On Fri, May 06, 2005 at 10:45:57AM -0600, Luke Palmer wrote:
: On 5/6/05, Juerd <[EMAIL PROTECTED]> wrote:
: > When piping to a scalar, I assume its reftype will determine what will
: > happen. But what if the scalar is undef? Is it then assumed to want to
: > behave like an array?
: If you're piping into a scalar without parens, I think it should
: always become an array ref.

I think it would be more general to return an iterator or some kind of
"promise", insofar as it doesn't commit to storing the values, but merely
to returning them in the order produced.  You can always use $foo[] for
the other meaning.

Alternately, we could make =$foo an lvalue, but ==> =$foo is a bit strange,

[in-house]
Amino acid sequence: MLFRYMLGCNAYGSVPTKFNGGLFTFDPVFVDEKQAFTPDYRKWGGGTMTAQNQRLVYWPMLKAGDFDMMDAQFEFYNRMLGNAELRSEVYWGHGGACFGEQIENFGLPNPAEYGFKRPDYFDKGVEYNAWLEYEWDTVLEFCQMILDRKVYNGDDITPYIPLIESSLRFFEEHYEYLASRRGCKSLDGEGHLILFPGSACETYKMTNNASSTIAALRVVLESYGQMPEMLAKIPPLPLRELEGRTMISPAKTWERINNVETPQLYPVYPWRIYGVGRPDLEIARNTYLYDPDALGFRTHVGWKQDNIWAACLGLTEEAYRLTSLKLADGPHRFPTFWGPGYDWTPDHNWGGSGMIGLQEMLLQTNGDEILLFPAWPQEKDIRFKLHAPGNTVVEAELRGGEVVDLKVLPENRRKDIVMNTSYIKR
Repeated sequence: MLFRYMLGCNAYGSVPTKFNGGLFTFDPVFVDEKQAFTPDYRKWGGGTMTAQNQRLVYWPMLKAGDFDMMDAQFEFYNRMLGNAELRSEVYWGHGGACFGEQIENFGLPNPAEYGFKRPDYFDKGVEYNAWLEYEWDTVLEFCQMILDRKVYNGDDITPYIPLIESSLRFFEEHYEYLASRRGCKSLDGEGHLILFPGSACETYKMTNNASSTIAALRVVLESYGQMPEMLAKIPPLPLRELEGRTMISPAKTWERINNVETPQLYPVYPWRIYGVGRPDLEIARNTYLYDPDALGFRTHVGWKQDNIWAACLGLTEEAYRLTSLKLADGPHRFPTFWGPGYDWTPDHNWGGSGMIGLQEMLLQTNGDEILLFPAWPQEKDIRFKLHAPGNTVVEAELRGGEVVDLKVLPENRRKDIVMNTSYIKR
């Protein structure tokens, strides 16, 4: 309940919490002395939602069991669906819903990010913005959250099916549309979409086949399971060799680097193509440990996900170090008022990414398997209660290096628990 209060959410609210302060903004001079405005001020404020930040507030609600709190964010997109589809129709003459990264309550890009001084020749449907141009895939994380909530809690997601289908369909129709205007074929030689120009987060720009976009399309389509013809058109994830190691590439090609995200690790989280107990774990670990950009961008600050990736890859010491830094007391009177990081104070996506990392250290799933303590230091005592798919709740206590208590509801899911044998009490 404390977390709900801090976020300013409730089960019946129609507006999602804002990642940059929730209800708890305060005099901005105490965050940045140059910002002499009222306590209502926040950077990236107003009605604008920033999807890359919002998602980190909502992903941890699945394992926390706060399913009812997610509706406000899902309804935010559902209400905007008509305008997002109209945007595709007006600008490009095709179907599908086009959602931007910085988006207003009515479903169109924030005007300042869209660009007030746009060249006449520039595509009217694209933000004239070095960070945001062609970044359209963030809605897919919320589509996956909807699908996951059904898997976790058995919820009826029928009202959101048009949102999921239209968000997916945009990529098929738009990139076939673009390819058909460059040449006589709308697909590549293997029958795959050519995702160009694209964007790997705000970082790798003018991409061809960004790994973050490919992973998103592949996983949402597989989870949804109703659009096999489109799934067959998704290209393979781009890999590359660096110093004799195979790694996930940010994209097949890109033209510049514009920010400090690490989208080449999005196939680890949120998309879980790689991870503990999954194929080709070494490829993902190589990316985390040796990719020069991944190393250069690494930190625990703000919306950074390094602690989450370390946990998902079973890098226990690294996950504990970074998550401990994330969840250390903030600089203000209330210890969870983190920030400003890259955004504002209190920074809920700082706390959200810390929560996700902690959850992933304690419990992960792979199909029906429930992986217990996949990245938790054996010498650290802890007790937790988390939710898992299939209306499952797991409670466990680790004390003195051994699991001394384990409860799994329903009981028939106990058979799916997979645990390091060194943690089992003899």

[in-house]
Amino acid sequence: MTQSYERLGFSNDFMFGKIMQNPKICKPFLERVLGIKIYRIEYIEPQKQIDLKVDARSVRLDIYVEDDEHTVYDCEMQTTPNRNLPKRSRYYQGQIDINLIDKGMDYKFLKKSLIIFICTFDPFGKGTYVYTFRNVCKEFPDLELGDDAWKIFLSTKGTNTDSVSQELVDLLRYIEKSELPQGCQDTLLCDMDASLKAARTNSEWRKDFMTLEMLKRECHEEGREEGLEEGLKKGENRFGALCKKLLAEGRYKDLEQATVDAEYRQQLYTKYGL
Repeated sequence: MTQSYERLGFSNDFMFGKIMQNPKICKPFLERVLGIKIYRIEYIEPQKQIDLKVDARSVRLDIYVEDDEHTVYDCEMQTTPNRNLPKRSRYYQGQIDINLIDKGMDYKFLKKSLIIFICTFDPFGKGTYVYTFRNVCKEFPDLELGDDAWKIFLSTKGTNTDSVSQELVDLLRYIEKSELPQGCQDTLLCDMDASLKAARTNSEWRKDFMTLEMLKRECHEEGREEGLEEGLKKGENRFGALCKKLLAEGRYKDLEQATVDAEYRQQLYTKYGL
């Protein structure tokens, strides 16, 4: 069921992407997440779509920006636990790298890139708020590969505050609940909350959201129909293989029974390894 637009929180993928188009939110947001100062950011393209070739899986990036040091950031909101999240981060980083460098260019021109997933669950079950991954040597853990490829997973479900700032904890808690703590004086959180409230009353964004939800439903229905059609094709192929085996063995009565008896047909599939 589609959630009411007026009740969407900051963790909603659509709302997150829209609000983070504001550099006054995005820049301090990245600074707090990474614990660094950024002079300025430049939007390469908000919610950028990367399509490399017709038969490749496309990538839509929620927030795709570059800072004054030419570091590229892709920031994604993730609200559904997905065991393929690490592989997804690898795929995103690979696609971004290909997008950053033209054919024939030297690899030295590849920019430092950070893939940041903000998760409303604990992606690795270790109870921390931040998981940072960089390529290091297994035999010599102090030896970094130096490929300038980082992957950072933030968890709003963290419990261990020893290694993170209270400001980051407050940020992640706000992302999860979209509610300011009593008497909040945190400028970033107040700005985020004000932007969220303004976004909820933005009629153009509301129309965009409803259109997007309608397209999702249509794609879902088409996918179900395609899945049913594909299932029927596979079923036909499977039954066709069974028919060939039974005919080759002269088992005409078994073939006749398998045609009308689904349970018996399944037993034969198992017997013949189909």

and people will think it means to write to filehandle $foo.  Or we could
force people to say something evil like ==> my $foo is Iterator.

I guess the real question is whether ==> my $x is really assigning a
list or binding an iterator to a Lazy slot somewhere.  It feels like
the latter is more useful.  Which means that ==> @x can return as soon
as it binds the iterator to @x.specs.  It doesn't have to wait for all
the values to be produced, which an assignment implies (kinda sorta).

Which, if we continue with () as an explicit pipe target, ==> @x = ()
would force assignment semantics.  Alternately we could assume
assignment and force binding with ==> @x := ().  Just depends on
how lazy we want to be by default, I guess.  I don't have a good
feeling for how to answer that.  I guess you want to be as lazy
as possible without getting into trouble.


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